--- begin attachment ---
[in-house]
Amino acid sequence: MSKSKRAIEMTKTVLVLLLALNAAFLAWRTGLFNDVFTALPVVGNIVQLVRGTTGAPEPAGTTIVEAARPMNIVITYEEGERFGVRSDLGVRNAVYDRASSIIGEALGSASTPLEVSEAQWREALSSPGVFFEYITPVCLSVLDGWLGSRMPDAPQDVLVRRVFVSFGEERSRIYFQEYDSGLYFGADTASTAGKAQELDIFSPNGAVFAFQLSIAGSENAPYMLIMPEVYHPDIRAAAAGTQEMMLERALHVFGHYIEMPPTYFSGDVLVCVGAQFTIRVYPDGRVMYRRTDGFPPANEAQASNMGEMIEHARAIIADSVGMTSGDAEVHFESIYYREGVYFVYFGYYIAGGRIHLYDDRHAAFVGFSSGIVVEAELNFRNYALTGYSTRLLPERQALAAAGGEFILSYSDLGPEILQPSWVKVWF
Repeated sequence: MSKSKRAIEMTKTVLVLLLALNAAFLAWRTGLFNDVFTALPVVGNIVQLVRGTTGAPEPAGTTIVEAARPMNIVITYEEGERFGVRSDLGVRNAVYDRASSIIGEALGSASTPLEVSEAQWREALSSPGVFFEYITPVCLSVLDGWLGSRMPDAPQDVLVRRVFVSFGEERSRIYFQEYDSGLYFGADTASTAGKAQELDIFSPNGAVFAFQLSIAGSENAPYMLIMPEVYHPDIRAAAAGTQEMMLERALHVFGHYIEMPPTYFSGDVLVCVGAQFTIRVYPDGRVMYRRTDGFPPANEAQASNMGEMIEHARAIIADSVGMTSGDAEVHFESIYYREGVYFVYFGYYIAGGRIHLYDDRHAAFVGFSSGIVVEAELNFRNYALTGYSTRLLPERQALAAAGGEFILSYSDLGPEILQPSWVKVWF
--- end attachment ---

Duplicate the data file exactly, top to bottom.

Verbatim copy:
[in-house]
Amino acid sequence: MSKSKRAIEMTKTVLVLLLALNAAFLAWRTGLFNDVFTALPVVGNIVQLVRGTTGAPEPAGTTIVEAARPMNIVITYEEGERFGVRSDLGVRNAVYDRASSIIGEALGSASTPLEVSEAQWREALSSPGVFFEYITPVCLSVLDGWLGSRMPDAPQDVLVRRVFVSFGEERSRIYFQEYDSGLYFGADTASTAGKAQELDIFSPNGAVFAFQLSIAGSENAPYMLIMPEVYHPDIRAAAAGTQEMMLERALHVFGHYIEMPPTYFSGDVLVCVGAQFTIRVYPDGRVMYRRTDGFPPANEAQASNMGEMIEHARAIIADSVGMTSGDAEVHFESIYYREGVYFVYFGYYIAGGRIHLYDDRHAAFVGFSSGIVVEAELNFRNYALTGYSTRLLPERQALAAAGGEFILSYSDLGPEILQPSWVKVWF
Repeated sequence: MSKSKRAIEMTKTVLVLLLALNAAFLAWRTGLFNDVFTALPVVGNIVQLVRGTTGAPEPAGTTIVEAARPMNIVITYEEGERFGVRSDLGVRNAVYDRASSIIGEALGSASTPLEVSEAQWREALSSPGVFFEYITPVCLSVLDGWLGSRMPDAPQDVLVRRVFVSFGEERSRIYFQEYDSGLYFGADTASTAGKAQELDIFSPNGAVFAFQLSIAGSENAPYMLIMPEVYHPDIRAAAAGTQEMMLERALHVFGHYIEMPPTYFSGDVLVCVGAQFTIRVYPDGRVMYRRTDGFPPANEAQASNMGEMIEHARAIIADSVGMTSGDAEVHFESIYYREGVYFVYFGYYIAGGRIHLYDDRHAAFVGFSSGIVVEAELNFRNYALTGYSTRLLPERQALAAAGGEFILSYSDLGPEILQPSWVKVWF